Competes with: Chrysler Pacifica, Toyota Sienna, Kia Sedona
Looks like: A cleaner, sleeker version of the old Odyssey
Drivetrain: 280-horsepower, 3.5-liter V-6; nine- or 10-speed automatic transmissions; front-wheel drive
Hits dealerships: Spring 2017
One of the most popular minivans in the U.S. is getting a makeover as Honda unveils its 2018 Odyssey minivan at the 2017 North American International Auto Show in Detroit this week. The new van is sized similarly to the old one but wears new styling inside and out, features an interior that’s just as versatile as the outgoing model, and has plenty of new electronics designed to keep families entertained — and kids suitably pacified.
At first glance, the new Odyssey looks remarkably like the old one, with the same overall one-box shape, the familiar unusual kink to the beltline and similar triangular headlights. But a closer inspection reveals a much cleaner aesthetic to the new van, with more sculpting in the body sides, a front end that fits in well with the new Honda Pilot SUV and Ridgeline pickup truck, and a new roof design that makes it appear to be floating. The use of chrome and styling tricks make the new Odyssey look longer, lower and more athletic. LED taillights are standard while LED headlights are optional, and active grille shutters help improve aerodynamic efficiency when cruising.
The Odyssey’s occupant-friendly interior continues to please, with standard seating for eight people. New for 2018 is the Magic Slide second-row seat, which enables several different configurations thanks to a removable center seat and sliding outboard seats. The outboard left and right seats can be pushed together, moved apart or any combination in between. It’s useful for providing easy access to the third row, affixing a child seat and sliding it forward for easy reach from the front seats, or for keeping quarreling siblings separated by a decent gap. The third row folds into the floor, but the second row does not — that feature is still the domain of the competing Chrysler Pacifica.
The electronics in the Odyssey have also been upgraded with a few new functions. Up front, a new Display Audio system is a far cry from the current multimedia morass, with clear, easy-to-use icons and excellent customizability.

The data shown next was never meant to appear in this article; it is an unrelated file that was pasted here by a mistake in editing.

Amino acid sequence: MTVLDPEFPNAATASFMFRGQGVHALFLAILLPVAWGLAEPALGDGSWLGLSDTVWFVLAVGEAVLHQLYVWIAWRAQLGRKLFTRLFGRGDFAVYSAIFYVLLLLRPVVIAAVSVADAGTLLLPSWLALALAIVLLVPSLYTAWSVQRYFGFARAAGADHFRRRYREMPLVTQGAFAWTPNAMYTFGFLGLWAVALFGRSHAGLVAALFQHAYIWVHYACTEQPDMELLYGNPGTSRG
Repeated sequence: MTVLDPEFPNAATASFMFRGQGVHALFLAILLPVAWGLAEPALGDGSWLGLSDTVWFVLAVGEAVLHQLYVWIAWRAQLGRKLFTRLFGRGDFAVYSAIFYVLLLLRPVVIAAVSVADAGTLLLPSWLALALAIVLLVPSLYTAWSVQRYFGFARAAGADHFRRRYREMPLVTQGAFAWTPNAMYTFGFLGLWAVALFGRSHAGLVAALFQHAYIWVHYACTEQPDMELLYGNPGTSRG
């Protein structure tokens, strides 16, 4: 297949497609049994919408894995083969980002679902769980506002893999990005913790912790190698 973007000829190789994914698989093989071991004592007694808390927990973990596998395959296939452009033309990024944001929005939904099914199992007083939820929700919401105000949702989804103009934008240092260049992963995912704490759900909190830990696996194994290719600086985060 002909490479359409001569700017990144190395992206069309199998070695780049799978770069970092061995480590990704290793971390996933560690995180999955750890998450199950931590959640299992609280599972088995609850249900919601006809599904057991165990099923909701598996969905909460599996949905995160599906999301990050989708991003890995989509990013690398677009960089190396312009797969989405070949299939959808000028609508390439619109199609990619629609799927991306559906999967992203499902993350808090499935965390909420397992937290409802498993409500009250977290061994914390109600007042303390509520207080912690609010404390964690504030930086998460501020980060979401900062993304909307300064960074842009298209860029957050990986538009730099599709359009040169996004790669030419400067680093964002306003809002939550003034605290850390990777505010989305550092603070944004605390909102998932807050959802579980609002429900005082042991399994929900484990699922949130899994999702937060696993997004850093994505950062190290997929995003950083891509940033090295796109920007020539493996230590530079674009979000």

Unique to the Odyssey are CabinWatch and CabinTalk, two electronic systems meant to foster communication between and monitoring of passengers. CabinWatch uses a camera to let the front seat passengers see the rest of the passengers day or night on the optional 8-inch Display Audio screen on the dashboard. CabinTalk enables the driver to talk to the second- and third-row passengers using a built-in microphone and the speakers in the van. CabinControl is a new downloadable smartphone app that allows users to control various van systems using the phone, including climate control, the rear entertainment system and the navigation system; it also acts as a virtual jukebox that allows users to upload songs to a common vehicle playlist.
In back, the new Connected Rear Entertainment System includes a ceiling-mounted 10.2-inch screen and plenty of vehicle-specific apps, and it can connect to the internet via built-in vehicle 4G LTE, public Wi-Fi or a cellphone data plan from a vehicle occupant.
Under the Hood
Powering the Odyssey is Honda’s stalwart 3.5-liter V-6 engine making 280 hp and mated to either a standard nine-speed automatic or a new, Honda-engineered 10-speed auto in top trim levels. That’s a 32-hp boost from the outgoing Odyssey and — combined with the lighter weight of the new van, aerodynamic improvements and new transmissions — should boost fuel economy, though the EPA has yet to rate it. A new steering system is also included for fewer turns lock-to-lock, and additional body structure, door seal improvements and acoustic glass should make for a quieter Odyssey.
The new Odyssey will continue to offer the Honda Sensing advanced safety package, featuring a host of new electronic safety systems. It will be standard on EX trim levels and above, which Honda says will comprise 95 percent of all Odysseys sold. It includes collision mitigation braking, lane keep assist, road departure mitigation, adaptive cruise control and more.
Pricing for the new Odyssey will be announced closer to its on-sale date, expected to be sometime in the spring of 2017.